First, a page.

Boats on the estuary to your left. The castle and the town quayside ahead. The hills of Snowdonia behind it all. You'll fall in love with Conwy just by approaching it.
Once here, you'll discover the highest proportion of independent shops of any town in Britain. You'll find lovely places to eat and socialise. And of course, there's that castle and those walls to explore!
Conwy Castle is one of Edward I's finest fortifications within his "Ring of Steel". You can climb its towers, walk its walls and explore its rooms and dungeons. Sometimes medieval re-enactments take place in the courtyard. You can also walk along three quarters of a mile of walls round the town, all part of Conwy's UNESCO World Heritage Site status.
On the quay you'll learn more about Conwy's historic mussel industry. Here the shellfish are still raked by hand. In season you can try them locally. If you're a food-lover then make sure you visit Conwy in October for the annual Feast, one of Wales' biggest food festivals.
From town you can explore the lovely Conwy Valley and a variety of hill and lake walks in Snowdonia's foothills. Explore Sychnant Pass for one of the most scenic short drives in North Wales. The nearby Conwy Watergardens have wonderful lakes and wildlife to discover. If you’re feeling a little peckish, the pancake house delight.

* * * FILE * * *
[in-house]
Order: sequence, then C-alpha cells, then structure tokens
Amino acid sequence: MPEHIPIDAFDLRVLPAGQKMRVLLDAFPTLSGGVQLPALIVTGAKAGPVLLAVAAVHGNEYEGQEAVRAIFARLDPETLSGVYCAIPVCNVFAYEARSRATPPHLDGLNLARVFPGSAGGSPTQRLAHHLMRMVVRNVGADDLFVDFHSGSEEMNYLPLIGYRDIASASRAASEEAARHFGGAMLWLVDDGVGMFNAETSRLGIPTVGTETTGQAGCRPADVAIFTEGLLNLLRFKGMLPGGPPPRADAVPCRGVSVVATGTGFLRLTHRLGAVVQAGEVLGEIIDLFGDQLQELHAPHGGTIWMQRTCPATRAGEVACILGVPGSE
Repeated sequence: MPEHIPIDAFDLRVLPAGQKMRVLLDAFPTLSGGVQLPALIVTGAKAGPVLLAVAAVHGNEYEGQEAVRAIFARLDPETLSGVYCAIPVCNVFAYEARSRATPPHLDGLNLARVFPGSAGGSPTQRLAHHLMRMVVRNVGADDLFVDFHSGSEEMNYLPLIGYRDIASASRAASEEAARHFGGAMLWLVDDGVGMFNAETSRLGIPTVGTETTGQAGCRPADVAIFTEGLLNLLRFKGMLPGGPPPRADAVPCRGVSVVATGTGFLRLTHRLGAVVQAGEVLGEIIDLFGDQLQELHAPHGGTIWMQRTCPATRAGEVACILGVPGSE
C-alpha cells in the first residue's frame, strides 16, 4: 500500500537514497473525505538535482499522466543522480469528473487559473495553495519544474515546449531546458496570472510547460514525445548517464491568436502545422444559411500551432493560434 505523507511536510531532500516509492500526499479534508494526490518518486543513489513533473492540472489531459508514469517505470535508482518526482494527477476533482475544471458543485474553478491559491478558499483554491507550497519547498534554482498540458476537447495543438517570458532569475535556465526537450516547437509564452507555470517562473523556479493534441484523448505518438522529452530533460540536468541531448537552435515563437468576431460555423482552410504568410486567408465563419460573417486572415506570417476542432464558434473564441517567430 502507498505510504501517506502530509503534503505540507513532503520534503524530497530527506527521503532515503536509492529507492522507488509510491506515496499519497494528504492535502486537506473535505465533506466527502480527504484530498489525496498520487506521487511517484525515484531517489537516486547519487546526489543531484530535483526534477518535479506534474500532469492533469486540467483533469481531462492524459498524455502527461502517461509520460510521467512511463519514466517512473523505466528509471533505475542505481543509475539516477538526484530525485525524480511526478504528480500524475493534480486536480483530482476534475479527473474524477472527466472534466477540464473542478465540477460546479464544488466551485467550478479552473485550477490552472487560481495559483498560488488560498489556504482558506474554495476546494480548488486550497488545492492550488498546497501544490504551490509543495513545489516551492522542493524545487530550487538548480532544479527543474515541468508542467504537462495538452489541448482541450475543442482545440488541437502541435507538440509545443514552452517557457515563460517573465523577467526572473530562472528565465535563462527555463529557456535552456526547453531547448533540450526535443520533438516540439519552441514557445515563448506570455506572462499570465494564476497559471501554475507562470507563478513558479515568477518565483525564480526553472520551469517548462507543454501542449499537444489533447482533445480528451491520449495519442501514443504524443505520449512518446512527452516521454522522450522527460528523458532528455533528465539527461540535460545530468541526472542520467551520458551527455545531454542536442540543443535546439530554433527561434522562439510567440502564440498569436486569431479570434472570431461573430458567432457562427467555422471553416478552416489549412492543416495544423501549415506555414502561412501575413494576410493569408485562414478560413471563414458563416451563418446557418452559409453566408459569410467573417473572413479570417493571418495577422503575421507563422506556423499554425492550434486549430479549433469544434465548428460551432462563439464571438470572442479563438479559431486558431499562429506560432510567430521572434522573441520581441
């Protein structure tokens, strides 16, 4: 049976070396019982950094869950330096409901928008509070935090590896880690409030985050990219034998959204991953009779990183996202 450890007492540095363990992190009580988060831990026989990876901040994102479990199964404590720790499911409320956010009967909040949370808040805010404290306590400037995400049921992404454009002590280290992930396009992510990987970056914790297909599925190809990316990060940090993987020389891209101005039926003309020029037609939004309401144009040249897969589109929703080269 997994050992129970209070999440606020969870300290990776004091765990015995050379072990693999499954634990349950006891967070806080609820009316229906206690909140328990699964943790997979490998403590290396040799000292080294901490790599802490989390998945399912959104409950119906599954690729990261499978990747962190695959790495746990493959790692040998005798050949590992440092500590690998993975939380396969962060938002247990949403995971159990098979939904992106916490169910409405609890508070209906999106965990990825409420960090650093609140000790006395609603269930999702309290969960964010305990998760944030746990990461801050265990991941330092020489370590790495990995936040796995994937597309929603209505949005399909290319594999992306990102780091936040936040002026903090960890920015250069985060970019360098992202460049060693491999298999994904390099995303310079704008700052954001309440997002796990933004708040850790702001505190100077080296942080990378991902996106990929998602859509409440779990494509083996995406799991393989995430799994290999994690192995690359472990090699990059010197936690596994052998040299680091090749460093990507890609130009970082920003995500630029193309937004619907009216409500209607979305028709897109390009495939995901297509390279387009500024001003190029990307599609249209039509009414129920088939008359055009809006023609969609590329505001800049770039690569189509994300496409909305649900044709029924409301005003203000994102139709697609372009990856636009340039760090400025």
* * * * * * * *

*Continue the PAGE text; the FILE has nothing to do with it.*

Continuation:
Even beach-lovers will enjoy Conwy - there's a sandy beach just outside town, and more at Llandudno's West Shore and Penmaenmawr nearby. All great places to go, if you can tear yourself away from Conwy long enough...
Conwy is easily accessible by car. The A55 runs near the town, so there’s easy access from all major UK cities and airports. Conwy does have a train station, although this is not a stop on the North Wales Coast Line. A change will be necessary at Llandudno Junction Station.